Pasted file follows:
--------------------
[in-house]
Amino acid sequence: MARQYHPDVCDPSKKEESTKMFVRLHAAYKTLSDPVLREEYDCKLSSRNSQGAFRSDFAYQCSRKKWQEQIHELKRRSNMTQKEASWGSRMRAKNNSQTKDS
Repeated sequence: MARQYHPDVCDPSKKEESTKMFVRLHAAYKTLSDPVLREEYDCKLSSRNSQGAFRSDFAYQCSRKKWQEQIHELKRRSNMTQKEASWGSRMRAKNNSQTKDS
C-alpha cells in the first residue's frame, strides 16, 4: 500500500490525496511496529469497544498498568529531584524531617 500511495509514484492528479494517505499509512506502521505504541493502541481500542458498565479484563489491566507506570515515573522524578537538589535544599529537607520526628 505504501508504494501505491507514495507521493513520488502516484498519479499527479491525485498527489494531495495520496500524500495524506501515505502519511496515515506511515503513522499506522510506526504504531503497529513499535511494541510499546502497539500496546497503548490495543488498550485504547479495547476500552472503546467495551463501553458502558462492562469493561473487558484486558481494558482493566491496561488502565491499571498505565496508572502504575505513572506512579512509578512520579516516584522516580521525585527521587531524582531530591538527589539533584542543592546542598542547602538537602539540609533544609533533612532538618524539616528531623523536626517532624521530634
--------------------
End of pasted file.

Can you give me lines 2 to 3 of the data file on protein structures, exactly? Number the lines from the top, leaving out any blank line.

Amino acid sequence: MARQYHPDVCDPSKKEESTKMFVRLHAAYKTLSDPVLREEYDCKLSSRNSQGAFRSDFAYQCSRKKWQEQIHELKRRSNMTQKEASWGSRMRAKNNSQTKDS
Repeated sequence: MARQYHPDVCDPSKKEESTKMFVRLHAAYKTLSDPVLREEYDCKLSSRNSQGAFRSDFAYQCSRKKWQEQIHELKRRSNMTQKEASWGSRMRAKNNSQTKDS